Size Selective Membranes

In accordance with the present invention, membrane materials suitable for high pressure concentration of PFC's from semiconductor gases exhibit size-selective behavior whereby smaller species such as N2 or He are preferentially permeated versus the larger PFC's. Glassy polymers are one class of polymeric membrane material which largely exhibit this characteristic, but suitable membrane materials are not limited to only glassy polymers.

Important factors such as chain rigidity and free volume are conventional measures which can be used as a first-order screening means to identify suitable polymers. However, a complex interaction of these and other membrane factors, as well as the unique physical characteristics of the PFC gases, complicates selecting of a membrane material with appropriate size-selective capability. Suitable materials can be identified in mixed gas, or in many cases even pure gas, flux measurements. In accordance with this invention, the important criterion for suitable materials is a dominant size selective or mobility selective transport mechanism. A suitable polymer in the practice of this invention exhibits: ##EQU1##

The component mobility (D) and solubility factors can be determined as taught by Chern, R. T., W. J. Koros, H. B. Hopfenburg and V. T. Stannett, Chap. 2 in D. R. Lloyd (Ed.) ACS Sym. Ser. 269, "Materials Science Aspects of Synthetic Membranes," ACS, Washington, D.C. (1984), or Koros, W. J., M. R. Coleman and D. R. B. Walker, "Controlled Permeability Polymer Membranes," Annu. Rev. Mater. Sci, 22, 47-89 (1992).

Solubility selectivity for suitable polymers is typically variable only within a small range. For low free volume materials, which do not exhibit a particular physiochemical affinity for PFC's, a reasonable approximation for the solubility ratio is the ratio of component critical temperatures. For N2 versus C2 F6 :

TcN.sbsb.2 /TcC.sbsb.2F.sbsb.6 =125/293=0.43

As polymer-free volume increases or with greater polymer/C2 F6 affinity, the N2 /C2 F6 solubility ratio declines due to a greater impact on C2 F6 solubility.

In accordance with the invention, all selectivity between a carrier gas (c) and a perfluorocompound (p), which is defined as Dc ! Sc !/ Dp ! Sp !, is at least 1.0. In the preferred case, a minimum economically acceptable overall selectivity N2 /C2 F6 ≧5 is needed, and a minimum mobility selectivity is then estimated, ##EQU2##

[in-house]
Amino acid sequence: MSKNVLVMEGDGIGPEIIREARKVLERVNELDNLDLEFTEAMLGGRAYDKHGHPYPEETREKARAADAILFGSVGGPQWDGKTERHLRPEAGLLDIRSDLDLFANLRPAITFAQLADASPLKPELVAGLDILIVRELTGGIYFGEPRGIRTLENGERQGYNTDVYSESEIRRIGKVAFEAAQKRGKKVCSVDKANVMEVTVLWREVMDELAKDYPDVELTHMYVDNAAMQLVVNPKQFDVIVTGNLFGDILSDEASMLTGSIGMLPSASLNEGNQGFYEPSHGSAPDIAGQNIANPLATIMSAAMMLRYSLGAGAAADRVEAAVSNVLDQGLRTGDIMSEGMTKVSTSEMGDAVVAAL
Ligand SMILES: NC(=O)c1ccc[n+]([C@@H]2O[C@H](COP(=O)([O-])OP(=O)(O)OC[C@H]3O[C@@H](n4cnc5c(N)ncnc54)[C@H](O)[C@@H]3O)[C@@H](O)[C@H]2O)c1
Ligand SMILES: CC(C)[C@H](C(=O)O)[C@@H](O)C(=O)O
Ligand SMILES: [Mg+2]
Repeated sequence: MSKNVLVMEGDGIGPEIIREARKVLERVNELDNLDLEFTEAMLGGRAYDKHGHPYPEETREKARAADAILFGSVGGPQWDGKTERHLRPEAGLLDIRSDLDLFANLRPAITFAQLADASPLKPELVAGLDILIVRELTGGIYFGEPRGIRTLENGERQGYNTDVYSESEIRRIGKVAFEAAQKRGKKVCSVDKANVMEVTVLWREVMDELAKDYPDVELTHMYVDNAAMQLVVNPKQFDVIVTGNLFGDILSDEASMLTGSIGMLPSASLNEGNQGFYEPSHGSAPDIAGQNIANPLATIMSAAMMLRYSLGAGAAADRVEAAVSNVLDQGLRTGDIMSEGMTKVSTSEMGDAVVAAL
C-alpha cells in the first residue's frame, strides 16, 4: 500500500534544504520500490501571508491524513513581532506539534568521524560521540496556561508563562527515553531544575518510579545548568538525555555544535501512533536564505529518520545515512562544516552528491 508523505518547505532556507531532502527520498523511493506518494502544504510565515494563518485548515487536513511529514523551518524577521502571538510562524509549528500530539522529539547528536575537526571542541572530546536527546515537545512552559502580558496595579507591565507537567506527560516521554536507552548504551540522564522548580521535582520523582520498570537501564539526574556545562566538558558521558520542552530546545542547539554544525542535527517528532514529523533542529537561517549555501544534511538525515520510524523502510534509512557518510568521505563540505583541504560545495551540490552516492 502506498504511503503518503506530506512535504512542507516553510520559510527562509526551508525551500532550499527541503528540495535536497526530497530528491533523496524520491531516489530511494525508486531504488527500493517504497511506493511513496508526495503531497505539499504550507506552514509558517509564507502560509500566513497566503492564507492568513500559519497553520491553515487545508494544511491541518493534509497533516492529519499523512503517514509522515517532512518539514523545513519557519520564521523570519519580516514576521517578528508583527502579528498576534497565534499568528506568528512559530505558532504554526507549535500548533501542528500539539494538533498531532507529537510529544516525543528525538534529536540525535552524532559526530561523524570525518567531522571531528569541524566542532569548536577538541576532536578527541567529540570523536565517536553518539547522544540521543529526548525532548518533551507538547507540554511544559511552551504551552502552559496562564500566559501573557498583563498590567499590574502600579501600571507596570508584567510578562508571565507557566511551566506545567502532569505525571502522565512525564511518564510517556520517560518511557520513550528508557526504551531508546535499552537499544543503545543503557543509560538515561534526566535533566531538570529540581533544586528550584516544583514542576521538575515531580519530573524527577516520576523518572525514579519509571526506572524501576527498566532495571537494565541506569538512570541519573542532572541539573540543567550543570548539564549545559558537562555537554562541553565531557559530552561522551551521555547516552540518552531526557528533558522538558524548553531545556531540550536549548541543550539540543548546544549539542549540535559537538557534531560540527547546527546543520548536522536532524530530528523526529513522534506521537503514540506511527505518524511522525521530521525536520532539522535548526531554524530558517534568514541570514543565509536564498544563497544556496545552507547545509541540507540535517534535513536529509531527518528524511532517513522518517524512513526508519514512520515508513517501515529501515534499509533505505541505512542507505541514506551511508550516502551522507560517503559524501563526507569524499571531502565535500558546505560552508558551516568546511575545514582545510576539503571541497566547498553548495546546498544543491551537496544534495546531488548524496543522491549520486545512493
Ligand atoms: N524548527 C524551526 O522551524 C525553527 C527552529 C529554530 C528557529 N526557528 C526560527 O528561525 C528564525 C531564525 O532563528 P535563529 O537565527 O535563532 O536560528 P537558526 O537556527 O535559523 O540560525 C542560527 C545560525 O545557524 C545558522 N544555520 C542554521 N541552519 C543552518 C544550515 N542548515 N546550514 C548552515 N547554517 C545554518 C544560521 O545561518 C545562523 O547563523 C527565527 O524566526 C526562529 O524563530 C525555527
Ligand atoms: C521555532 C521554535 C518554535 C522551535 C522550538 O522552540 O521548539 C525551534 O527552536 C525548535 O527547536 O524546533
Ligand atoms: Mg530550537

The overall selectivity for some polymers useful in the invention is quite large, so actual mobility ratio's exceed the minimum value shown (e.g., .sup.˜ 12). For example, test case selectivities on the order of 200 have been observed, so for some materials Di /Dj =450.

In accordance with the foregoing, membranes most useful in the invention are preferably glassy membranes, such as polymer membranes made preferably from polyimides, polyamides, polyamide-imides, polyesters, polycarbonates, polysulfones, polyethersulfone, polyetherketone, alkyl substituted aromatic polyesters, blends of polyethersulfone, aromatic polyimides, aromatic polyamides, polyamidesimides, fluorinated aromatic polyamide, polyamide and polyamideimides, glassy polymeric membranes such as disclosed in U.S. Ser. No. 08/247,125 filed May 20, 1994 and incorporated herein by reference, cellulose acetates, and blends thereof, copolymers thereof, substituted polymers (e.g. alkyl, aryl) thereof and the like. Also sulfonated polymers as taught by U.S. Pat. No. 5,364,454 are within the scope of membranes useful in carrying out the present invention.

Asymmetric membranes are prepared by the precipitation of polymer solutions in solvent-miscible nonsolvents. Such membranes are typified by a dense separating layer supported on an anisotropic substrate of a graded porosity and are generally prepared in one step. Examples of such membranes and their methods of manufacture are disclosed in U.S. Pat. Nos. 4,113,628; 4,378,324; 4,460,526; 4,474,662; 4,485,056; 4,512,893; 5,085,676; and 4,717,394 all incorporated herein by reference. Particularly preferred membranes are polyimide asymmetric gas separation membranes as disclosed in U.S. Pat. No. 5,085,676.

Some non-polymeric media fit the criteria for size-selection of gaseous and vapor components, and may be utilized in the practice of the present invention. Two such media which have been described for membrane application are carbon sieve and zeolite membranes. Both of these media separate species by a molecular sieving mechanism. Because of the highly discriminate nature of this process, very high selectivities can be achieved even between molecules of very similar size. For instance, a typical upper bound for O2 /N2 selectivity for polymeric media is 8-10 while carbon sieve membranes have exhibited selectivities on the order of 12-14.

The most successful means of producing carbon sieve membranes has been performed by pyrolysis of a polymeric membrane precursor. Means of producing such membranes and characterization for separation of gaseous materials are described in:

A. Soffer, J. Koresh and S. Saggy, U.S. Pat. No. 4,685,940 (1987); H. Yoneyama and Y. Nishihara, U.S. Pat. No. 5,089,135 (1992); C. W. Jones and W. J. Koros, Carbon, Vol. 32, p. 1419 (1994).

Zeolite coated or filled membranes have also been shown to offer benefits for gaseous and vapor components, and are described in:

K. Kusakabe, S. Yoneshige, A. Murata and S. Morooka, J. Membrane Science, Vol. 116, p. 39 (1996); S. Morooka, S. Yan, K. Kusakabe and Y. Akiyama, J. Membrane Sci., Vol. 101, p. 89 (1995); E. R. Geus, H. van Vekkum, W. J. W. Bakker and J. A. Moulijn, Microporous Mater., Vol. 1, p. 131 (1993); and M. G. Suer, N. Bac and L. Yilmaz, J. Membrane Sci., vol. 9, p. 77 (1994).